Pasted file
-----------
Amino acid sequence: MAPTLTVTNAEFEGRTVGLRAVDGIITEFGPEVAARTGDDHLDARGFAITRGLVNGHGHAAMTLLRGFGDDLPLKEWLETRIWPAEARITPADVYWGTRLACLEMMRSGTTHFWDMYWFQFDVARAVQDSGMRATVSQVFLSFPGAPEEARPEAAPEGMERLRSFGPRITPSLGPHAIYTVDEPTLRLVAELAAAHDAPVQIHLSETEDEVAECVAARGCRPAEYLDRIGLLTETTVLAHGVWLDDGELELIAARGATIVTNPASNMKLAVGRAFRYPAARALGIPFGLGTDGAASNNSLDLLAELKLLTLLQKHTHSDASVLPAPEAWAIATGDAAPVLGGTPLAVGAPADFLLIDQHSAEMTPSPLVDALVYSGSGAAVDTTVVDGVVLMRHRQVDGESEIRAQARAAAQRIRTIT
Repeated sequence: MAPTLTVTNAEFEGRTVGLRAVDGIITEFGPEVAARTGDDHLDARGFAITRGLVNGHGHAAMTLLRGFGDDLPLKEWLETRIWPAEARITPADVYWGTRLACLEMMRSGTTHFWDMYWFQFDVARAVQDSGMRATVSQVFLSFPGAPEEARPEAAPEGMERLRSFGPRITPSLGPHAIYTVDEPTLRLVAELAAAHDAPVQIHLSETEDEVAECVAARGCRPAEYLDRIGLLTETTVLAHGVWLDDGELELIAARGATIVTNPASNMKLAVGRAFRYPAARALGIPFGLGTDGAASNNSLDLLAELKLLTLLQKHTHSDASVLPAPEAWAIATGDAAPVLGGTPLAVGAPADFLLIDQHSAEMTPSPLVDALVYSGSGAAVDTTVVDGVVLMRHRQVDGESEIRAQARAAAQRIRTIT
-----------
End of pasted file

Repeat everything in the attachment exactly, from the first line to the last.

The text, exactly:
Amino acid sequence: MAPTLTVTNAEFEGRTVGLRAVDGIITEFGPEVAARTGDDHLDARGFAITRGLVNGHGHAAMTLLRGFGDDLPLKEWLETRIWPAEARITPADVYWGTRLACLEMMRSGTTHFWDMYWFQFDVARAVQDSGMRATVSQVFLSFPGAPEEARPEAAPEGMERLRSFGPRITPSLGPHAIYTVDEPTLRLVAELAAAHDAPVQIHLSETEDEVAECVAARGCRPAEYLDRIGLLTETTVLAHGVWLDDGELELIAARGATIVTNPASNMKLAVGRAFRYPAARALGIPFGLGTDGAASNNSLDLLAELKLLTLLQKHTHSDASVLPAPEAWAIATGDAAPVLGGTPLAVGAPADFLLIDQHSAEMTPSPLVDALVYSGSGAAVDTTVVDGVVLMRHRQVDGESEIRAQARAAAQRIRTIT
Repeated sequence: MAPTLTVTNAEFEGRTVGLRAVDGIITEFGPEVAARTGDDHLDARGFAITRGLVNGHGHAAMTLLRGFGDDLPLKEWLETRIWPAEARITPADVYWGTRLACLEMMRSGTTHFWDMYWFQFDVARAVQDSGMRATVSQVFLSFPGAPEEARPEAAPEGMERLRSFGPRITPSLGPHAIYTVDEPTLRLVAELAAAHDAPVQIHLSETEDEVAECVAARGCRPAEYLDRIGLLTETTVLAHGVWLDDGELELIAARGATIVTNPASNMKLAVGRAFRYPAARALGIPFGLGTDGAASNNSLDLLAELKLLTLLQKHTHSDASVLPAPEAWAIATGDAAPVLGGTPLAVGAPADFLLIDQHSAEMTPSPLVDALVYSGSGAAVDTTVVDGVVLMRHRQVDGESEIRAQARAAAQRIRTIT